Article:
If you ask me, there are too many ways to diaper a child. When left with myriad options, it’s hard to know which is the simplest, or the most suited to your lifestyle, and is there even such a thing as a best method? To say nothing of the names given to every specific style of diaper. Cloth diapering has become something of a culture — one that can inappropriately feel exclusive and expensive — but in essence is just one way to keep pee and poop from getting everywhere. While pregnant, we had the privilege of being able to consider the cost and the environmental impact of our decisions, but I recognize that not everyone can do that. My parents cloth diapered because it was the cheapest way. Now that we’ve established that a diapered tush and sane parents are what really matters, I want to offer the diapering system we adopted and have used with great ease since the day Rosemary was born. I will go so far as to describe diapering as a joy. (Edited to add: That’s not to suggest the contents are pleasant.) The method is very inexpensive in the long run and was affordable in the short run (our family income is under 30k, for reference). It uses natural fibers (just cotton and wool), and allows for usage beyond just diapers. And for any non-parents reading this post, the endless uses for prefold diapers might just convince you to buy a pack for your home.

Cloth Diapering Cotton and Wool Natural Parenting by Samantha Spigos
Cloth Diapering Cotton and Wool Natural Parenting by Samantha Spigos

In essence, our method is to use cotton “prefold” diapers, which are rectangles of gauze-y cotton, with a wool cover on top. It’s hard to overstate how exceptional wool is as a diaper cover. Fishermen and sailors living in the coastal regions of the world have rich histories of wool-wearing, because they needed something to keep them a) warm at sea, b) cool at sea, and c) dry at sea. Wool was the only match for the job. Sheep’s fiber is a renewable resource that is antimicrobial, temperature-regulating, and capable of absorbing liquid while at the same time wicking it away. I fell hard for wool when I became a knitter, but it wasn’t until I had a baby that I truly understood its incredible properties.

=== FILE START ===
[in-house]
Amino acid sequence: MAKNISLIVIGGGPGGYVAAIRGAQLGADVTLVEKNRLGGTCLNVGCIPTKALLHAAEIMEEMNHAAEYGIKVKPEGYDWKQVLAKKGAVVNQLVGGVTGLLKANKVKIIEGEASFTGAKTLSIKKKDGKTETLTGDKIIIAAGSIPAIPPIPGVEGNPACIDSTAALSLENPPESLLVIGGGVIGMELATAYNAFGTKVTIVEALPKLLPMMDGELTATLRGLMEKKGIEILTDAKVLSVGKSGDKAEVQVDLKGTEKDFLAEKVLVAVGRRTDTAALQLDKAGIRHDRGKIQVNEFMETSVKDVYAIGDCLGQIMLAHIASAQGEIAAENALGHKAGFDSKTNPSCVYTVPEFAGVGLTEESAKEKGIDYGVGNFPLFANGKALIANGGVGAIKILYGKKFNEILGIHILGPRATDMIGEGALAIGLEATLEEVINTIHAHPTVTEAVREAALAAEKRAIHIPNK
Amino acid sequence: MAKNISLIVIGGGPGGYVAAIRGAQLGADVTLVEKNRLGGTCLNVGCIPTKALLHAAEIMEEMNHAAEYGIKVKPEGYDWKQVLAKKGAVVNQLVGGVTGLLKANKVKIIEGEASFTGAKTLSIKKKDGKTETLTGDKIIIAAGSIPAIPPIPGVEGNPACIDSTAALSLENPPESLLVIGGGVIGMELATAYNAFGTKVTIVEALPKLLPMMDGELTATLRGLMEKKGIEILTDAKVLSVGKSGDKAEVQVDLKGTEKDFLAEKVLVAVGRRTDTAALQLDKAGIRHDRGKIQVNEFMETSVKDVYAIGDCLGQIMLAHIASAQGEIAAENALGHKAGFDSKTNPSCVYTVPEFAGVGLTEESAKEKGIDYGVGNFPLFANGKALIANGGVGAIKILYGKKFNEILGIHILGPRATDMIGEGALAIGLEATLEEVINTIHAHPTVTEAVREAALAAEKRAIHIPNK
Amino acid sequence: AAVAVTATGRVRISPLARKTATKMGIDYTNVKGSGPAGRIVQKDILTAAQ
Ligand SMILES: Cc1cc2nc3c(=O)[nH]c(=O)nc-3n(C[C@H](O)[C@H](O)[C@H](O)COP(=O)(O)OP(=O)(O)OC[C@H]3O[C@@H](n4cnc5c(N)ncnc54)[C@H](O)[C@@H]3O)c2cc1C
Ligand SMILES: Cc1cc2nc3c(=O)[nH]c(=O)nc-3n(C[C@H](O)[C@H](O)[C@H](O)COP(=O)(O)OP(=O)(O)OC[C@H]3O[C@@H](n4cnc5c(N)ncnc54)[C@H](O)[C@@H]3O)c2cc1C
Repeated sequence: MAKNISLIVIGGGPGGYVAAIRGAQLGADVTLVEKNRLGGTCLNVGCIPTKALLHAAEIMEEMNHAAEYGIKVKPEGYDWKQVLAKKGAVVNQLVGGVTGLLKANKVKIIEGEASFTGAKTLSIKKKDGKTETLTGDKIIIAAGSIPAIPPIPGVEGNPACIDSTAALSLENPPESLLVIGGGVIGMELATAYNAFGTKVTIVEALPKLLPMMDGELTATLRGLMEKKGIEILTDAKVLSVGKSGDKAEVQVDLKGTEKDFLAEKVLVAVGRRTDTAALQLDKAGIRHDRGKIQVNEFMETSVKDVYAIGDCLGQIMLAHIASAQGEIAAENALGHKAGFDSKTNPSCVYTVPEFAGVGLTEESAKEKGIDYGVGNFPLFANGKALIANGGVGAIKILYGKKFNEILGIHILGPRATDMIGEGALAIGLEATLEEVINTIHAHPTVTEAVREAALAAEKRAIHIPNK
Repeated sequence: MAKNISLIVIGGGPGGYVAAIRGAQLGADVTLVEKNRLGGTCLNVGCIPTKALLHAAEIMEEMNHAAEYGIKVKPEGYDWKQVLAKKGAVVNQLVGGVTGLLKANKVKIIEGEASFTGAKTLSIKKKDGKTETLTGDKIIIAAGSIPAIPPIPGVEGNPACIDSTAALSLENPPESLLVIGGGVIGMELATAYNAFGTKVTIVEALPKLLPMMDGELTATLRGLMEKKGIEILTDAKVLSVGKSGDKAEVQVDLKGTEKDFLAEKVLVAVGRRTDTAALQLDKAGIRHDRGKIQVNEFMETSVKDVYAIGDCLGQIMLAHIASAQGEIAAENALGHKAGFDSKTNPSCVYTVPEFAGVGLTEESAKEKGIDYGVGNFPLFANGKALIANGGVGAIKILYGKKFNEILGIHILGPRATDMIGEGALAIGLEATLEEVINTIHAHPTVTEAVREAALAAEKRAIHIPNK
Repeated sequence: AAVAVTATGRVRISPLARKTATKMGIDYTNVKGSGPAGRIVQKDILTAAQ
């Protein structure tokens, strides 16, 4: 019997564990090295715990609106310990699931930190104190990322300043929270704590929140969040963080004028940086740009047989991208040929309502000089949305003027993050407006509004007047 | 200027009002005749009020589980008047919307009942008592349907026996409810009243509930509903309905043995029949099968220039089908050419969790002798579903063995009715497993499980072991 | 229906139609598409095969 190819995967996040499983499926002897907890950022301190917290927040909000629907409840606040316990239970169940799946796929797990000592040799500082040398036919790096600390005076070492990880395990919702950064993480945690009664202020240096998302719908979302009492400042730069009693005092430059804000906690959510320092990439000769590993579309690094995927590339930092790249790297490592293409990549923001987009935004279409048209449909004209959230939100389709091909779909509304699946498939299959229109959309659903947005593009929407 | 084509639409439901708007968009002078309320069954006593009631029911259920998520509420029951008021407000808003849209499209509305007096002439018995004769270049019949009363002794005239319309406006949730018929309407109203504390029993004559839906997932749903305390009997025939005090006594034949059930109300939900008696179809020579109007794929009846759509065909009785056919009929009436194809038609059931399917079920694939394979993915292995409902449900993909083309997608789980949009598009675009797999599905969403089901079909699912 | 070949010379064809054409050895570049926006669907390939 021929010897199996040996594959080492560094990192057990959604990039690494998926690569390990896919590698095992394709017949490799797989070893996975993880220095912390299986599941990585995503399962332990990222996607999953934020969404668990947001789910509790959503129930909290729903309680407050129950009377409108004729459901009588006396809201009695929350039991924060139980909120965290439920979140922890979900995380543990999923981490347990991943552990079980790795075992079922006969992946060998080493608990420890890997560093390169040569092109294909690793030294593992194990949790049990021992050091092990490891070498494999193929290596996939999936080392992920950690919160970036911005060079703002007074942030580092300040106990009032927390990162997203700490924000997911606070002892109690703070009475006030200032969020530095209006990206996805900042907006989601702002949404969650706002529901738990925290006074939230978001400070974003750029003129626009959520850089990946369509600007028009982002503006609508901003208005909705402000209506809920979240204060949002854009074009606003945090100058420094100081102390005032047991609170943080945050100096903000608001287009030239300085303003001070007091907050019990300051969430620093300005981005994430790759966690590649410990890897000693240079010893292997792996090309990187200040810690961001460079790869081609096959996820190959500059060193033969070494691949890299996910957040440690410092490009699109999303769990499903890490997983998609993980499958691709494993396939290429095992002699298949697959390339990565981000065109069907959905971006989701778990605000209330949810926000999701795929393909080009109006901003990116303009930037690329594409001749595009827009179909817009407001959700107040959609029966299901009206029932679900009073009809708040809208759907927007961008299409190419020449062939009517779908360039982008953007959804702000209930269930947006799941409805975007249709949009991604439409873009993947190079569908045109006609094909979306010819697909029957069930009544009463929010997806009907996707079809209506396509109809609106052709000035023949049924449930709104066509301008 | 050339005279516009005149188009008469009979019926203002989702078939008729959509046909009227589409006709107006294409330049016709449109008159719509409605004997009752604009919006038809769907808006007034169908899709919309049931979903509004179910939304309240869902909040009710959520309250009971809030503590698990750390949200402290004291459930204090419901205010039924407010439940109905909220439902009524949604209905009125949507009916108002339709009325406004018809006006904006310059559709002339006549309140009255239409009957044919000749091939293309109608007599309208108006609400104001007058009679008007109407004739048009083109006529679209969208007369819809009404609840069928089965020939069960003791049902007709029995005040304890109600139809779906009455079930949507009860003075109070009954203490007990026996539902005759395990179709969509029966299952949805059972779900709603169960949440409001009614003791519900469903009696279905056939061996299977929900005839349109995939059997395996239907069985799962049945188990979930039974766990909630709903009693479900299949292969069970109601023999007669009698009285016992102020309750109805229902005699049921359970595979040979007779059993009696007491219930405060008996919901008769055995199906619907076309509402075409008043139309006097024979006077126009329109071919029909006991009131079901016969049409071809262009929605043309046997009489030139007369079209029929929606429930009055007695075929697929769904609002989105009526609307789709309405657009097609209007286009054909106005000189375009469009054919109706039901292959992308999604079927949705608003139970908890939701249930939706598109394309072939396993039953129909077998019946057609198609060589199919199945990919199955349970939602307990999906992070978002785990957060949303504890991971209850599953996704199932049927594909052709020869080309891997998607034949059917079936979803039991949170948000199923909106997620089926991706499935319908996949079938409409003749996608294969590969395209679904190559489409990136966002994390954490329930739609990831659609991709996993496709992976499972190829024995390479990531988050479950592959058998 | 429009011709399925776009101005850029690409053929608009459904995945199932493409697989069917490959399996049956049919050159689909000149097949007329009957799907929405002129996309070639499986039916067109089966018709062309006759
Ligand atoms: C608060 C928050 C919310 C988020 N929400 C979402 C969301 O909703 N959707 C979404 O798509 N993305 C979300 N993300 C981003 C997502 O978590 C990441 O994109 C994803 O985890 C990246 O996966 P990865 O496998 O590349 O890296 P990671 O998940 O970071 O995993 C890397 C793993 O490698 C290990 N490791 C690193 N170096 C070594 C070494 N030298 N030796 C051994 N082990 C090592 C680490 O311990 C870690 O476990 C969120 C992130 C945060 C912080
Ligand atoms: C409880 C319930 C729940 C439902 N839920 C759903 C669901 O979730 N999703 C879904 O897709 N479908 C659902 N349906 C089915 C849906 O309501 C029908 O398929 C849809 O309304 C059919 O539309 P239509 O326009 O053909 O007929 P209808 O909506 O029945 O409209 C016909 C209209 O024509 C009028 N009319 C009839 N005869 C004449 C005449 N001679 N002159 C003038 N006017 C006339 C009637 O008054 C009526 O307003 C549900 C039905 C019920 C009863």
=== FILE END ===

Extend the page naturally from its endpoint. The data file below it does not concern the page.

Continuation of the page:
Rosemary was born a big baby with leg rolls to rival the Michelin Man. We initially set out to use plastic pants and microfiber covers over her prefold diaper, because they were graciously gifted to us (if you know much about modern cloth diapers, they are very pricey, checking in around $20-30 per diaper!), and we suspected they would work well. Pretty quickly Rosemary got red and irritated around her thighs. A combination of unbreathable material being too tight around her chubby legs. After a few weeks I invested in a wool cover (pictured below), and we have used the same cover every day of her life for nine months. I have washed it—wait for it—five times. And it does not smell. I repeat, we have used the same wool diaper cover every day, all day. . . for nine months. . . and I have washed it five times. . . and it does not smell. I don’t know of any other material capable of such a feat; not cotton, not silk, certainly not synthetics. In reality, there is much science to explain the properties of wool, but I prefer to think of and describe it as “the magic of wool.”

The simple, economical diapering method that we swear by . . .

for daytime —
+ Prefold diaper.
+ Cotton insert, if baby won’t be changed for several hours. (We generally don’t need to use one during the day.)
+ Snappi, a genius invention that eliminates pins.
+ Wool diaper cover.

for nighttime —
+ Prefold diaper.
+ Cotton insert, for extra absorption.
+ Wool liner, for keeping the diaper area warm through the night. (Cotton does not retain heat.)
+ Snappi, a genius invention that eliminates pins.
+ Wool pants as the diaper cover. (Used in hot and cold weather alike.)


Cloth Diapering Cotton and Wool Natural Parenting by Samantha Spigos
Cloth Diapering Cotton and Wool Natural Parenting by Samantha Spigos

As for how to put on a prefold diaper, after a tiny bit of practice (and you will get practice), you’ll see it’s rather easy. (Green Mountain Diapers outlines several fold options in detail. Our preferred fold is “the twist,” pictured below.) Every baby is different, and not all skin types respond the same way to cloth diapers. This continues to work for us, in large part because of the simplicity and economical merit. If you are interested in cloth diapering, you might give this cotton + wool method a try. If questions arise, or if you have something I should know about, please do get in touch. In the next of this two-part blog series, I'll share about laundering and maintaining your cotton diapers and woolens. Here’s to you, baby-rearing/loving/diapering humans of the world!

And a few more uses for prefold diapers . . .

+ Burp cloths.
+ Breast pad at nighttime, for when you just cannot bear to wear a bra but want to avoid leaking milk on your top.
+ Dust cloths.
+ Cleaning up spills of any kind.
+ Handkerchiefs.
+ Laying under your naked baby.
+ Chopped up and put into the compost as fertilizer. (Cotton and wool will biodegrade, but preferably you’ll find an expectant mama who can make good use of them.)

Cloth Diapering Cotton and Wool Natural Parenting by Samantha Spigos
Cloth Diapering Cotton and Wool Natural Parenting by Samantha Spigos

—S